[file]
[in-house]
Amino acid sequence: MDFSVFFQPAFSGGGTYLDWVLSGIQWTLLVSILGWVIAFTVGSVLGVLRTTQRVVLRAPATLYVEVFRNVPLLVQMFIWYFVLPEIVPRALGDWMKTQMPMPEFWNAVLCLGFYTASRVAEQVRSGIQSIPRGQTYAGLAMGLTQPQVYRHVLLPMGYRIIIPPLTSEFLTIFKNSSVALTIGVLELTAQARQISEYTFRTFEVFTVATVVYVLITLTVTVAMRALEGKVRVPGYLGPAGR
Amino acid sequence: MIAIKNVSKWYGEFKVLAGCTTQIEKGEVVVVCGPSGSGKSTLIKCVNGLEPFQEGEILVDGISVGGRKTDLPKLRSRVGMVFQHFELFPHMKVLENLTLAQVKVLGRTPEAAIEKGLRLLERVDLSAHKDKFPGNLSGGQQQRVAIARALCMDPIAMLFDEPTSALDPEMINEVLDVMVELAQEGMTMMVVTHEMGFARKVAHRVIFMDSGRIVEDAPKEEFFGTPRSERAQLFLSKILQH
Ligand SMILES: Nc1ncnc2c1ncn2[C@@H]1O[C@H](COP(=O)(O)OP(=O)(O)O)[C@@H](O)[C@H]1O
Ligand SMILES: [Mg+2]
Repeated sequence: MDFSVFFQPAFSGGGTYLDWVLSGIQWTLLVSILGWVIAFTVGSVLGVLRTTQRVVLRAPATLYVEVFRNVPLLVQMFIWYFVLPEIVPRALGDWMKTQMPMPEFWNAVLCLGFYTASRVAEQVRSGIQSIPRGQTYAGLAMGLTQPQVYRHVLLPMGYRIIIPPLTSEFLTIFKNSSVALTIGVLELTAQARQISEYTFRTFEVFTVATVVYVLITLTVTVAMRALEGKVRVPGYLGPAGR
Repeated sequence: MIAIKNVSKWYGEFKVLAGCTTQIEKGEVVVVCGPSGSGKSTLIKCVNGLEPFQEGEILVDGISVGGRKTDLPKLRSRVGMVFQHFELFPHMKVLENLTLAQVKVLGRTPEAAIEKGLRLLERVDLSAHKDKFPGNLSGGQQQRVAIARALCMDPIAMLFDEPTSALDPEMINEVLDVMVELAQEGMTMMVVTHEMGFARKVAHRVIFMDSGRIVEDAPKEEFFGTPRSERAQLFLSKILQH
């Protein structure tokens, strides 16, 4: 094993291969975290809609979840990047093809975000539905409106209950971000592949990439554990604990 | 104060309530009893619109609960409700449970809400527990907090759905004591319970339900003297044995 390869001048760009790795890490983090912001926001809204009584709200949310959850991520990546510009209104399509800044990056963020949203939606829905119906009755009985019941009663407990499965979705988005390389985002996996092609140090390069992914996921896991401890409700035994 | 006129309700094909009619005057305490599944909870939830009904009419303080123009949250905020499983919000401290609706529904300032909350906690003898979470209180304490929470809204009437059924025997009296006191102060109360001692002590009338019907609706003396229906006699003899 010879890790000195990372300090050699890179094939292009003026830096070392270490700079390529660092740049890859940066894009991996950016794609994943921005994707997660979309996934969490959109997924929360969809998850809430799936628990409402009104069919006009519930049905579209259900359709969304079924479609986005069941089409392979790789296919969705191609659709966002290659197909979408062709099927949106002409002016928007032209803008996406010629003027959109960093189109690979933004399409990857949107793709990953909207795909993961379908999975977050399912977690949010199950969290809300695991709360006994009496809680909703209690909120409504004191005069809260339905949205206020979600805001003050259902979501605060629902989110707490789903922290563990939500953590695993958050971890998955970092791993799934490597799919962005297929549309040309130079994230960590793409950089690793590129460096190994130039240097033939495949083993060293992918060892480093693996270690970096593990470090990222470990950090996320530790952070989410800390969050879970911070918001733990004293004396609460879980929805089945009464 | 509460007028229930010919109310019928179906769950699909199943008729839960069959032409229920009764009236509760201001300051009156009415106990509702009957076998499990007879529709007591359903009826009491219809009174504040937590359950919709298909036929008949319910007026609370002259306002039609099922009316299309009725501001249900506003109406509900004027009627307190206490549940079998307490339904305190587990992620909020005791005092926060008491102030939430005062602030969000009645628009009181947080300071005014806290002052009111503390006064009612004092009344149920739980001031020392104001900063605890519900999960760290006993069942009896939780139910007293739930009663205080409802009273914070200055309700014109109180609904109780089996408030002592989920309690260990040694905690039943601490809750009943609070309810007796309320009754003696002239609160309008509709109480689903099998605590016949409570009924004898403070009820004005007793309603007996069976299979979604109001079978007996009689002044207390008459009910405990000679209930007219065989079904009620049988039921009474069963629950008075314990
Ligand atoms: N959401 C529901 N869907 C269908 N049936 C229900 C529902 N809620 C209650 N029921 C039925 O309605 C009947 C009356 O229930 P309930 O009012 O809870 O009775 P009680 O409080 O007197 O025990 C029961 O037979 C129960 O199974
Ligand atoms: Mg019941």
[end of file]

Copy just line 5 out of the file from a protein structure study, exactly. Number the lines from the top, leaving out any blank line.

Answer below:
Ligand SMILES: [Mg+2]